Dr. King's dream closer in reach, but still not complete
January 24, 2011
- observation of Martin Luther King Jr.'s birthday
- I think he would be able to recognize the incredible progress we have made
- I am struck by the more low profile happenings that I believe prove our nation's true growth
The observation of Martin Luther King Jr.'s birthday Jan. 17 gave us all an opportunity to see how far America has come in realizing the dream he spoke of to the nation during his "I Have A Dream" speech on the steps of the Lincoln Monument in Washington, D.C., Aug. 28, 1963.
During his speech, King said, "We have also come to this hallowed spot to remind America of the fierce urgency of now. This is no time to engage in the luxury of cooling off or to take the tranquilizing drug of gradualism. Now is the time to make real the promises of democracy. Now is the time to rise from the dark and desolate valley of segregation to the sunlit path of racial justice. Now is the time to lift our nation from the quick sands of racial injustice to the solid rock of brotherhood."
From that moment, we as a nation have been challenged to prove that we as a people can grow past the mental constrains that we shackled ourselves with in the past.
No one can know what King would have felt about American society today; however, in my opinion, I think he would be able to recognize the incredible progress we have made, while still holding us to task for what we have yet to achieve.
While the election of President Barack Obama may stand as the most symbolic proof of American progress, in looking around my everyday life, I am struck by the more low profile happenings that I believe prove our nation's true growth.
In today's America, there are no water fountains where I am forbidden to drink.
There are no seats where I cannot sit; there are no schools where I cannot go because of the color of my skin.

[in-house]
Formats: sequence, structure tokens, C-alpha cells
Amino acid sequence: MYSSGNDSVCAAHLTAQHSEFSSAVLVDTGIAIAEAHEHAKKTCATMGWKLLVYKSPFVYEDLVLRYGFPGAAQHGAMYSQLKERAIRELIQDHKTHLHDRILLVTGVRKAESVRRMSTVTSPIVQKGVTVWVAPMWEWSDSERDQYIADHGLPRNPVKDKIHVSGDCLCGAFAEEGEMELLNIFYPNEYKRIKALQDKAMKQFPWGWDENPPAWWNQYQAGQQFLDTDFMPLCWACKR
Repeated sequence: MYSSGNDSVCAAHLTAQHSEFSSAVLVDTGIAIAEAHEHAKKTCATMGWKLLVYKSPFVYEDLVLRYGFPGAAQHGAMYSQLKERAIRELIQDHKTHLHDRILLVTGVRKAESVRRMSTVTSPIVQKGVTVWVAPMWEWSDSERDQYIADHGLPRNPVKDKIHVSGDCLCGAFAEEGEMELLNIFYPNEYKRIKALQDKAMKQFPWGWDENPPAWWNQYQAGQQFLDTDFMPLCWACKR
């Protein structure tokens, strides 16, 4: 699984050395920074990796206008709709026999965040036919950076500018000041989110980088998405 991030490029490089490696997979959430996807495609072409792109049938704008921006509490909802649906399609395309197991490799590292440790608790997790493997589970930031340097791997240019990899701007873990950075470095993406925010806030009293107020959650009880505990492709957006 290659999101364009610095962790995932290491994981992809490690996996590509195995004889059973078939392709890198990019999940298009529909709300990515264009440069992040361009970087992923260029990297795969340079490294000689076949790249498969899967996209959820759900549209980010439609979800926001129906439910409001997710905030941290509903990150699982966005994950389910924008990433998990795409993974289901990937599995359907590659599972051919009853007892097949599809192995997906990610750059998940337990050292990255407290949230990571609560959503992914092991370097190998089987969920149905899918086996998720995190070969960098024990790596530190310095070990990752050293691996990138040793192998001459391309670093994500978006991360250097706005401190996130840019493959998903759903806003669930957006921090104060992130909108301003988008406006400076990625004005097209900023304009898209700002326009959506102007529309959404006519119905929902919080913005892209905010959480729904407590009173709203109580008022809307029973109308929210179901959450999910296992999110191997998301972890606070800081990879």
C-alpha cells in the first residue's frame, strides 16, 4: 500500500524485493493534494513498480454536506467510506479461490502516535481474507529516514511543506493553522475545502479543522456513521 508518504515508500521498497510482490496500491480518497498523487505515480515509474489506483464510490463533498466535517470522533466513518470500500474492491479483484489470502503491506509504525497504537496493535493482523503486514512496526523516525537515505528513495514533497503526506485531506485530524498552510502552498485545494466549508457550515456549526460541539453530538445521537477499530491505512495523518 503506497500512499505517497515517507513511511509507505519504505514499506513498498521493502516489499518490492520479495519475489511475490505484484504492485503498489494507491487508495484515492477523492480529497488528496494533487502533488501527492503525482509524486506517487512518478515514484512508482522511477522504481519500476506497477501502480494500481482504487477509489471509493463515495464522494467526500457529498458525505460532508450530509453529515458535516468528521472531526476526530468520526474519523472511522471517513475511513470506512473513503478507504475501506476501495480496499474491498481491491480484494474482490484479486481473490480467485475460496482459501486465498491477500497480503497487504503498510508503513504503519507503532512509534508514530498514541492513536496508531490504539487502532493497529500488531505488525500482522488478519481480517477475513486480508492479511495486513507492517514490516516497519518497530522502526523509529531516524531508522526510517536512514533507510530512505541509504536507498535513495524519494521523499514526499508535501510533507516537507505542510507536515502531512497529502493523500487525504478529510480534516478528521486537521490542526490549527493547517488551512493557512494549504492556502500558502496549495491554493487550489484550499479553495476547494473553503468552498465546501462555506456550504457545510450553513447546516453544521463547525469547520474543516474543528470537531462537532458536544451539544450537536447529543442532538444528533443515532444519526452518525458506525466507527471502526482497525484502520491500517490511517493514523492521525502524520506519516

It is not dangerous for me to have friends of different races, religions or creeds. I don't fear dogs or fire hoses; I don't fear the Klu Klux Klan or burning crosses.
For other minority groups that King advocated for, such as women, there is recognition and protection of rights and freedoms.
From what I see, the daily interaction of Americans is the realization of the dream of people who could only imagine integrated workplaces, interracial friendships and multicultural families.
It is the dream of those who fought in our nation's armed forces for freedoms they themselves did not have.
It is the incorporation of King's dream into the American dream.
During his speech that day, King said, "I say to you today, my friends, so even though we face the difficulties of today and tomorrow, I still have a dream. It is a dream deeply rooted in the American dream. I have a dream that one day this nation will rise up and live out the true meaning of its creed: 'We hold these truths to be self-evident: that all men are created equal.'"
Although we can't predict the exact date that we will fulfill the challenge that King set forth, what is possible is to know that we are moving closer to meeting it.
Through our words and actions, we can - and are - forging an America where we let freedom "ring from every village and every hamlet, from every state and every city."